Single molecule transport characterization of a high permeable artificial water channel

Yue Xiao Shen, Mustafa Erbakan, Creedon W. Meminger, Junli Hou, Manish Kumar

Research output: Chapter in Book/Report/Conference proceedingConference contribution

Abstract

Bioinspired artificial channels can combine high stability with the high permeability and selectivity found in biological channels. They have potential applications in next-generation energy-efficient and stable aqueous separation applications. This study is focused on a new architecture of artificial water channels-peptide-appended pillar[5]arenes. This study combined stopped-flow measurement with a newly developed fluorescence correlation spectroscopy technique to, for the first time, successfully determined the single channel water permeability of artificial channels. The peptide-appended pillar[5]arene channel permeability was determined to be (2.81±0.11)×10-17 cm3/s per channel or (9.68±0.38)×105 H2O molecules/s per channel. This permeability value is only 2 magnitudes lower than that of natural water channel-aquaporins, when the low cross-sectional area (0.65 nm2) is compared to larger cross sectional area biological water channels (∼10 nm2). This is an orders of magnitude improvement over the first-generation of the artificial water channels reported before and is the fastest one reported so far. This channel was found to have a pore size of approximately 450 Da and showed ion selectivity in the order of NH4 + < Cs+ < Rb+ < K+ < Na+ < Li+ < Cl- as determined by patch clamp studies. The ability to further chemically modify the versatile chemical architecture of the pillar[5]arene channels shows promise for further improving water permeability and selectivity.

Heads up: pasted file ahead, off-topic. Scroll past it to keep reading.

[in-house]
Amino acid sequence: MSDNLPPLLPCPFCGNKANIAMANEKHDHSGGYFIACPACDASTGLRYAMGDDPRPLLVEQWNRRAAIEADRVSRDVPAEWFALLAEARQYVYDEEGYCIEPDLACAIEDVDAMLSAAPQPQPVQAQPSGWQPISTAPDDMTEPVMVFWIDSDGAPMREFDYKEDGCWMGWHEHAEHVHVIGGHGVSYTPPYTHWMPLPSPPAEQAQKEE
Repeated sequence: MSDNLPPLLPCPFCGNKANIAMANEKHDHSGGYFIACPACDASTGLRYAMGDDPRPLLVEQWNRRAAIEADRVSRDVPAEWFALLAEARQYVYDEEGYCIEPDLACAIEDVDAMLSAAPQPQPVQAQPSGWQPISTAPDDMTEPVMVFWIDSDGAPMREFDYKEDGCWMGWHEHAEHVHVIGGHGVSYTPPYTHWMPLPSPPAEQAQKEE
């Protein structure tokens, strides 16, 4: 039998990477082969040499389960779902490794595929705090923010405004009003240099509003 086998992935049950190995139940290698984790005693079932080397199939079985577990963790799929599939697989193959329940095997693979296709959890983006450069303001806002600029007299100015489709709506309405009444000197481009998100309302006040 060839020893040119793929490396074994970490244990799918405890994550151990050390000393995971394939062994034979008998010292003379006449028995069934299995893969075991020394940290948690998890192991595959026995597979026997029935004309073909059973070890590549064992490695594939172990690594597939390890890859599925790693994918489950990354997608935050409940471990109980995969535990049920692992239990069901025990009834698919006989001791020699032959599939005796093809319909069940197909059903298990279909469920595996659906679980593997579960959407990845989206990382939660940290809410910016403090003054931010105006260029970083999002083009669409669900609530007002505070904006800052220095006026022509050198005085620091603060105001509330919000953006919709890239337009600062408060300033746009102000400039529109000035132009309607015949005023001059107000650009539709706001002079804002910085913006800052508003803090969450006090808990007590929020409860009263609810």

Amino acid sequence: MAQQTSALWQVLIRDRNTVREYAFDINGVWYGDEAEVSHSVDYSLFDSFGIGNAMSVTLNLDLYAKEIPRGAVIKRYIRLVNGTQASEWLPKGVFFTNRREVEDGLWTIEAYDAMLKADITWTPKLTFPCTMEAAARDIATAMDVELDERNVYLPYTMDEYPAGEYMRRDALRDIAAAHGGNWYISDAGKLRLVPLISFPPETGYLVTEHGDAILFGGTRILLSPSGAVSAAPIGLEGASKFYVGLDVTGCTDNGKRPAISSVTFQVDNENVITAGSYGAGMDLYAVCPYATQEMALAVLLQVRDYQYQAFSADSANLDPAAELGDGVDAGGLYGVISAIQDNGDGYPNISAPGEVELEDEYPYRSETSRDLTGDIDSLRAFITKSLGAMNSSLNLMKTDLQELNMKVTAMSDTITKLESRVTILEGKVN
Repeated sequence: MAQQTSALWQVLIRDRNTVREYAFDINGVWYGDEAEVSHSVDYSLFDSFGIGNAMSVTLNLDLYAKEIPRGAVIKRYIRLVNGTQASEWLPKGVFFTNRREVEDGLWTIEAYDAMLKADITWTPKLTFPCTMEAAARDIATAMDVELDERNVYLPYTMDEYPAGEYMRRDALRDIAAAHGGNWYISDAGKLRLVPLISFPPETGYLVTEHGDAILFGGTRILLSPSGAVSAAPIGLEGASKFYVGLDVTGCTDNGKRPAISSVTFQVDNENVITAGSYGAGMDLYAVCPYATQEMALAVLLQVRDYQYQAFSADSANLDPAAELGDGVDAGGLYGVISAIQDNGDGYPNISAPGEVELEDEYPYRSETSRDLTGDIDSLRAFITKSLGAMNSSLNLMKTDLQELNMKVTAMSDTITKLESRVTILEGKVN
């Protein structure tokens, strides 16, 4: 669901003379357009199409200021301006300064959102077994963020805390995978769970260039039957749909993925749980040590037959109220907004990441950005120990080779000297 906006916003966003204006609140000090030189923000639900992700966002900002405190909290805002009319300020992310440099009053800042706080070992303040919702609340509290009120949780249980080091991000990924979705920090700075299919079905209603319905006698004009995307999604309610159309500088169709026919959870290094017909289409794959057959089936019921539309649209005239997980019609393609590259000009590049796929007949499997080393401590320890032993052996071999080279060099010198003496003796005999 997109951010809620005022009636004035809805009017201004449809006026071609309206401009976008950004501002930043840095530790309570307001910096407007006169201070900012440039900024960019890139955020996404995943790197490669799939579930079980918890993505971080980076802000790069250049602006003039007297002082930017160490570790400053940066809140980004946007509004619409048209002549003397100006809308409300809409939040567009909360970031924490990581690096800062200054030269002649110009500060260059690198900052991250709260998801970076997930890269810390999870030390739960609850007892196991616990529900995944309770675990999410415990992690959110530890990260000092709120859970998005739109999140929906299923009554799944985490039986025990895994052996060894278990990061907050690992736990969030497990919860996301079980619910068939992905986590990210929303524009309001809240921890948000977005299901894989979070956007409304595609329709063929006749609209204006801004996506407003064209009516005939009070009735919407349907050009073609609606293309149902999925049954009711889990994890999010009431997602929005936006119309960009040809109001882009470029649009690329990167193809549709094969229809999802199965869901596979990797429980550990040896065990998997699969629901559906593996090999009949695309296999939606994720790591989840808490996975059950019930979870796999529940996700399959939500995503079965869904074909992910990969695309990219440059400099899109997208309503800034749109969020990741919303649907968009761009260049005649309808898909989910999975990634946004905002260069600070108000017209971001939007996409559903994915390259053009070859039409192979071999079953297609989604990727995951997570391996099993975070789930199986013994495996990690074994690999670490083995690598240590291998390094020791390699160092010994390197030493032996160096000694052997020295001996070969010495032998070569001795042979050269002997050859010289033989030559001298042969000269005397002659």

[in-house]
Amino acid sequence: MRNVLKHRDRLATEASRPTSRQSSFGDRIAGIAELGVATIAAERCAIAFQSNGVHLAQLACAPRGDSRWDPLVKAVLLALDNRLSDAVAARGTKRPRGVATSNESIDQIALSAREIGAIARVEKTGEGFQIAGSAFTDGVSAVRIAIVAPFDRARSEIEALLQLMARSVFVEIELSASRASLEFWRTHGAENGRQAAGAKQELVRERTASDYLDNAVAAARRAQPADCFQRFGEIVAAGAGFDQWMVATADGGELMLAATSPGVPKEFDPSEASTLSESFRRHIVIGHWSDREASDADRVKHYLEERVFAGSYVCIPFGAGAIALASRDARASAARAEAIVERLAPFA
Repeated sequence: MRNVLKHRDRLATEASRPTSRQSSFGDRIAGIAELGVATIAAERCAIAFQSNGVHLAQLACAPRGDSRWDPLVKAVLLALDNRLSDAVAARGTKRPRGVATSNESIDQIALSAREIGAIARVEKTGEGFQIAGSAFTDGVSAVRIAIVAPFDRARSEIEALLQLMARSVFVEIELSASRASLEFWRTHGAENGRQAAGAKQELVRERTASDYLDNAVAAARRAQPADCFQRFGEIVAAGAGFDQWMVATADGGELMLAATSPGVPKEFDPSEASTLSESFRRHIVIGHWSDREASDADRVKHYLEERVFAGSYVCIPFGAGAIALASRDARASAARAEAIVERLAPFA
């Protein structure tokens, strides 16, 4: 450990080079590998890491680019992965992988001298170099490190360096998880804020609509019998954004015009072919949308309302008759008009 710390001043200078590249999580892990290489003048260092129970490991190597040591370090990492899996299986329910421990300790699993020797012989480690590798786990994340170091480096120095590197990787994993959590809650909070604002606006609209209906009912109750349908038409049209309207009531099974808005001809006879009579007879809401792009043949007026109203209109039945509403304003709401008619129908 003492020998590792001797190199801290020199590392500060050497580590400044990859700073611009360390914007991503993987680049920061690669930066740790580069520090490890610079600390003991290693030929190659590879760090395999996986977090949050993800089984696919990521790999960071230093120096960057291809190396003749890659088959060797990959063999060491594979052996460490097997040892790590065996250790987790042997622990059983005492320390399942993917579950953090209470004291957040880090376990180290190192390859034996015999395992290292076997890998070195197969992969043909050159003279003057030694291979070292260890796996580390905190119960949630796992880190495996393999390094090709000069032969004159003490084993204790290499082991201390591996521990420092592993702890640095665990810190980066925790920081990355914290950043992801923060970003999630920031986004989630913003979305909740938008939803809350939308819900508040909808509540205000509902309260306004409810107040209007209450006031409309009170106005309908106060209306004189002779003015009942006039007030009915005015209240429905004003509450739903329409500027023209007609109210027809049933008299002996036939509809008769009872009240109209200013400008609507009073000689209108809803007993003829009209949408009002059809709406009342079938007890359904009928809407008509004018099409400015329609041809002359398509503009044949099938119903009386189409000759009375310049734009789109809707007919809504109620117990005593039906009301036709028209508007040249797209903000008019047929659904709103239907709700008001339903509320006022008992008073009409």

Original languageEnglish (US)
Title of host publicationSeparations Division 2014 - Core Programming Area at the 2014 AIChE Annual Meeting
PublisherAIChE
Pages895-903
Number of pages9
ISBN (Electronic)9781510812727
StatePublished - Jan 1 2014
EventSeparations Division 2014 - Core Programming Area at the 2014 AIChE Annual Meeting - Atlanta, United States
Duration: Nov 16 2014Nov 21 2014

Publication series

NameSeparations Division 2014 - Core Programming Area at the 2014 AIChE Annual Meeting
Volume2

Other

OtherSeparations Division 2014 - Core Programming Area at the 2014 AIChE Annual Meeting
CountryUnited States
CityAtlanta
Period11/16/1411/21/14

Fingerprint

Aquaporins
Molecules
Water
Peptides
Clamping devices
Flow measurement
Pore size
Fluorescence
Spectroscopy
Ions

All Science Journal Classification (ASJC) codes

  • Engineering(all)
  • Energy(all)
  • Chemical Engineering(all)

Cite this

Shen, Y. X., Erbakan, M., Meminger, C. W., Hou, J., & Kumar, M. (2014). Single molecule transport characterization of a high permeable artificial water channel. In Separations Division 2014 - Core Programming Area at the 2014 AIChE Annual Meeting (pp. 895-903). (Separations Division 2014 - Core Programming Area at the 2014 AIChE Annual Meeting; Vol. 2). AIChE.